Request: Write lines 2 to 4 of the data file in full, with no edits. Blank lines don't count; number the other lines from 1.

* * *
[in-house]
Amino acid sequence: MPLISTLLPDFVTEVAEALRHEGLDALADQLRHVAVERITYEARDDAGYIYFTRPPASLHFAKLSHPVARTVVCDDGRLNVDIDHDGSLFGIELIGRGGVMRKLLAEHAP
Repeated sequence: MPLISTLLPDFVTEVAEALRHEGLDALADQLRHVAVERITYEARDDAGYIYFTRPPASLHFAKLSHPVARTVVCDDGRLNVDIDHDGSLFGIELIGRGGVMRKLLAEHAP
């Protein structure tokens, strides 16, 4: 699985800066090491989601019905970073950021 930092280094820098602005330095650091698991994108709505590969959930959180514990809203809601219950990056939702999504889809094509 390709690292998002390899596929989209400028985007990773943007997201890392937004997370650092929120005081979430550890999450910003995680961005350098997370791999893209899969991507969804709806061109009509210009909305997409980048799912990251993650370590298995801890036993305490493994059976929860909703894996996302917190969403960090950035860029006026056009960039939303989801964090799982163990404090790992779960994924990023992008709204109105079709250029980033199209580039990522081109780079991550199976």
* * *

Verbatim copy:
Amino acid sequence: MPLISTLLPDFVTEVAEALRHEGLDALADQLRHVAVERITYEARDDAGYIYFTRPPASLHFAKLSHPVARTVVCDDGRLNVDIDHDGSLFGIELIGRGGVMRKLLAEHAP
Repeated sequence: MPLISTLLPDFVTEVAEALRHEGLDALADQLRHVAVERITYEARDDAGYIYFTRPPASLHFAKLSHPVARTVVCDDGRLNVDIDHDGSLFGIELIGRGGVMRKLLAEHAP
């Protein structure tokens, strides 16, 4: 699985800066090491989601019905970073950021 930092280094820098602005330095650091698991994108709505590969959930959180514990809203809601219950990056939702999504889809094509 390709690292998002390899596929989209400028985007990773943007997201890392937004997370650092929120005081979430550890999450910003995680961005350098997370791999893209899969991507969804709806061109009509210009909305997409980048799912990251993650370590298995801890036993305490493994059976929860909703894996996302917190969403960090950035860029006026056009960039939303989801964090799982163990404090790992779960994924990023992008709204109105079709250029980033199209580039990522081109780079991550199976």